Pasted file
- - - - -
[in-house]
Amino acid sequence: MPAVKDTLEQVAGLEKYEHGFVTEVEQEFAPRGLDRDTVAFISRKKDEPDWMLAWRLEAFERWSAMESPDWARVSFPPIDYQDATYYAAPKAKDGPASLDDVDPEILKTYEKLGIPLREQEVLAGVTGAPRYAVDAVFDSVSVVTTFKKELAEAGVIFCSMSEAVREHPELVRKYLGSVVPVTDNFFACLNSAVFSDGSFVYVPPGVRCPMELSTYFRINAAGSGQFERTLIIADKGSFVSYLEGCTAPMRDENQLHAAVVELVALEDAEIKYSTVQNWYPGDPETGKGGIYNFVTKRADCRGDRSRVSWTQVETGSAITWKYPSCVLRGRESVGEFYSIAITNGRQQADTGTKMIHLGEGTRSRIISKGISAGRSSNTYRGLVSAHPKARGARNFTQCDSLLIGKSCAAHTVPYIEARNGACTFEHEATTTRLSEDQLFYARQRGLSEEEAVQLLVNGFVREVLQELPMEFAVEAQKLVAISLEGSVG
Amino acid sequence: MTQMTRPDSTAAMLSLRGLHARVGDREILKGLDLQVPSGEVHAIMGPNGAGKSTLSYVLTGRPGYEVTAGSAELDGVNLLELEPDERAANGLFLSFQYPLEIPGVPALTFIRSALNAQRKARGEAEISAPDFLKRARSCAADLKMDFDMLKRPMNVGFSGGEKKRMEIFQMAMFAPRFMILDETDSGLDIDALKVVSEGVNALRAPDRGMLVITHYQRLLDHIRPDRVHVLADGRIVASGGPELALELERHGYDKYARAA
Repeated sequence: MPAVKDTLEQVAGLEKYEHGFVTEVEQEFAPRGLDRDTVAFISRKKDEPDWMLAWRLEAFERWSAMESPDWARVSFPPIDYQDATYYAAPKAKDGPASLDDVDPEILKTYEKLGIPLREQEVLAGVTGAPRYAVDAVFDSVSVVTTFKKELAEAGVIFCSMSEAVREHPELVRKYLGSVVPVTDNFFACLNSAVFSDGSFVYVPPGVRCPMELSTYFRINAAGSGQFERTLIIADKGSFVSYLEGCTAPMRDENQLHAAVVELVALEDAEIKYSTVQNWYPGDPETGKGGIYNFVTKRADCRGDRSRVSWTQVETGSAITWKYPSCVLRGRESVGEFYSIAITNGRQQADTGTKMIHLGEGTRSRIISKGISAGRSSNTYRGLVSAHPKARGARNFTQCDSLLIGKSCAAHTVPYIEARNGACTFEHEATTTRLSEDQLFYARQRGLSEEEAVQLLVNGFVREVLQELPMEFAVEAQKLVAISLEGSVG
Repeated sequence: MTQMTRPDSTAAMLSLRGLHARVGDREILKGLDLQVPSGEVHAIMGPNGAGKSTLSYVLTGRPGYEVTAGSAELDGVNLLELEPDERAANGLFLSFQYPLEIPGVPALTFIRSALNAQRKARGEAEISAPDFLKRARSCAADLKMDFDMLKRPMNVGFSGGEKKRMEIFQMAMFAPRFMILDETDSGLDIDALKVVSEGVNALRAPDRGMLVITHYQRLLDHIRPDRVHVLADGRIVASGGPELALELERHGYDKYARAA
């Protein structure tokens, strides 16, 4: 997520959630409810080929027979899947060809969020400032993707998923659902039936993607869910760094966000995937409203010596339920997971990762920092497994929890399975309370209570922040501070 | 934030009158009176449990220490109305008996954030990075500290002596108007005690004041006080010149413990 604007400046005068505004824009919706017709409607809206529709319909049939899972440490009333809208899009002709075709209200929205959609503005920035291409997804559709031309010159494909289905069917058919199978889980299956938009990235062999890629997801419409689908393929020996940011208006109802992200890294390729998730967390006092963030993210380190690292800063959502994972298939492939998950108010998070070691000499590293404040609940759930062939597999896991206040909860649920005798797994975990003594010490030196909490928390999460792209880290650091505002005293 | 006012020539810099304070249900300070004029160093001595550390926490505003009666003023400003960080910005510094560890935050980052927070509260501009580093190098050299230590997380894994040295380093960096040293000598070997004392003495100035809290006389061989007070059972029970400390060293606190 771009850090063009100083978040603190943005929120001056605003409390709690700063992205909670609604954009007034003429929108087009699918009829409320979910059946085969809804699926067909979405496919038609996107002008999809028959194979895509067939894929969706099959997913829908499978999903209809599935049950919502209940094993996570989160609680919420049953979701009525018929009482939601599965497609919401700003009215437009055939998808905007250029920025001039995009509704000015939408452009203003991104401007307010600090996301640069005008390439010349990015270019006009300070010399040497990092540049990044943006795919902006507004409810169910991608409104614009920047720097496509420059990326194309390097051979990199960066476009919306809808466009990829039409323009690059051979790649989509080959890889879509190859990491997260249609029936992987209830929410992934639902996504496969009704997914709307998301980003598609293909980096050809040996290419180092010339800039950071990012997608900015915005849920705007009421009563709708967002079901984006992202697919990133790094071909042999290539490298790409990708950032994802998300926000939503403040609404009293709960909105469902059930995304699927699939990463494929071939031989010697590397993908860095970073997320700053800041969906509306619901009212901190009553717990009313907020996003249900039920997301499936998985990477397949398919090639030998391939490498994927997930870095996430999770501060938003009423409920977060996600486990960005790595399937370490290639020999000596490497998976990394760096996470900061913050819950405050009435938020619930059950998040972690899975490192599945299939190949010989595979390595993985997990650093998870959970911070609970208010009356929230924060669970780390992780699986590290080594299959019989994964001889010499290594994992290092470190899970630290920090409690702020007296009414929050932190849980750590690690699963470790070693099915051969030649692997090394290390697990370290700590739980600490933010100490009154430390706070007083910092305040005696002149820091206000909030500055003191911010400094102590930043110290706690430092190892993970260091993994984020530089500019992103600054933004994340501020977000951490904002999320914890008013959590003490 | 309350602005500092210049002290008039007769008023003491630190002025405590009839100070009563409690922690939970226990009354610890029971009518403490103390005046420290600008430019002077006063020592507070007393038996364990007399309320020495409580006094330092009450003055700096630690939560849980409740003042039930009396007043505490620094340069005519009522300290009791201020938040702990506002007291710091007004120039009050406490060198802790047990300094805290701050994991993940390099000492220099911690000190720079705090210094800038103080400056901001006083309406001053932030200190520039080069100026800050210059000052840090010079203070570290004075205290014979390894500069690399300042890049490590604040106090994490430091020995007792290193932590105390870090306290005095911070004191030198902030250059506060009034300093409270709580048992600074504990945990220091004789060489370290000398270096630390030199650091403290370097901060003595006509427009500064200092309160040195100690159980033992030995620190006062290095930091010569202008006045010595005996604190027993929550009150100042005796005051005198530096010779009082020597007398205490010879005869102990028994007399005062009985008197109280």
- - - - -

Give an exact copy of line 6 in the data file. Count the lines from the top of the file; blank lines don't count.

């Protein structure tokens, strides 16, 4: 997520959630409810080929027979899947060809969020400032993707998923659902039936993607869910760094966000995937409203010596339920997971990762920092497994929890399975309370209570922040501070 | 934030009158009176449990220490109305008996954030990075500290002596108007005690004041006080010149413990 604007400046005068505004824009919706017709409607809206529709319909049939899972440490009333809208899009002709075709209200929205959609503005920035291409997804559709031309010159494909289905069917058919199978889980299956938009990235062999890629997801419409689908393929020996940011208006109802992200890294390729998730967390006092963030993210380190690292800063959502994972298939492939998950108010998070070691000499590293404040609940759930062939597999896991206040909860649920005798797994975990003594010490030196909490928390999460792209880290650091505002005293 | 006012020539810099304070249900300070004029160093001595550390926490505003009666003023400003960080910005510094560890935050980052927070509260501009580093190098050299230590997380894994040295380093960096040293000598070997004392003495100035809290006389061989007070059972029970400390060293606190 771009850090063009100083978040603190943005929120001056605003409390709690700063992205909670609604954009007034003429929108087009699918009829409320979910059946085969809804699926067909979405496919038609996107002008999809028959194979895509067939894929969706099959997913829908499978999903209809599935049950919502209940094993996570989160609680919420049953979701009525018929009482939601599965497609919401700003009215437009055939998808905007250029920025001039995009509704000015939408452009203003991104401007307010600090996301640069005008390439010349990015270019006009300070010399040497990092540049990044943006795919902006507004409810169910991608409104614009920047720097496509420059990326194309390097051979990199960066476009919306809808466009990829039409323009690059051979790649989509080959890889879509190859990491997260249609029936992987209830929410992934639902996504496969009704997914709307998301980003598609293909980096050809040996290419180092010339800039950071990012997608900015915005849920705007009421009563709708967002079901984006992202697919990133790094071909042999290539490298790409990708950032994802998300926000939503403040609404009293709960909105469902059930995304699927699939990463494929071939031989010697590397993908860095970073997320700053800041969906509306619901009212901190009553717990009313907020996003249900039920997301499936998985990477397949398919090639030998391939490498994927997930870095996430999770501060938003009423409920977060996600486990960005790595399937370490290639020999000596490497998976990394760096996470900061913050819950405050009435938020619930059950998040972690899975490192599945299939190949010989595979390595993985997990650093998870959970911070609970208010009356929230924060669970780390992780699986590290080594299959019989994964001889010499290594994992290092470190899970630290920090409690702020007296009414929050932190849980750590690690699963470790070693099915051969030649692997090394290390697990370290700590739980600490933010100490009154430390706070007083910092305040005696002149820091206000909030500055003191911010400094102590930043110290706690430092190892993970260091993994984020530089500019992103600054933004994340501020977000951490904002999320914890008013959590003490 | 309350602005500092210049002290008039007769008023003491630190002025405590009839100070009563409690922690939970226990009354610890029971009518403490103390005046420290600008430019002077006063020592507070007393038996364990007399309320020495409580006094330092009450003055700096630690939560849980409740003042039930009396007043505490620094340069005519009522300290009791201020938040702990506002007291710091007004120039009050406490060198802790047990300094805290701050994991993940390099000492220099911690000190720079705090210094800038103080400056901001006083309406001053932030200190520039080069100026800050210059000052840090010079203070570290004075205290014979390894500069690399300042890049490590604040106090994490430091020995007792290193932590105390870090306290005095911070004191030198902030250059506060009034300093409270709580048992600074504990945990220091004789060489370290000398270096630390030199650091403290370097901060003595006509427009500064200092309160040195100690159980033992030995620190006062290095930091010569202008006045010595005996604190027993929550009150100042005796005051005198530096010779009082020597007398205490010879005869102990028994007399005062009985008197109280």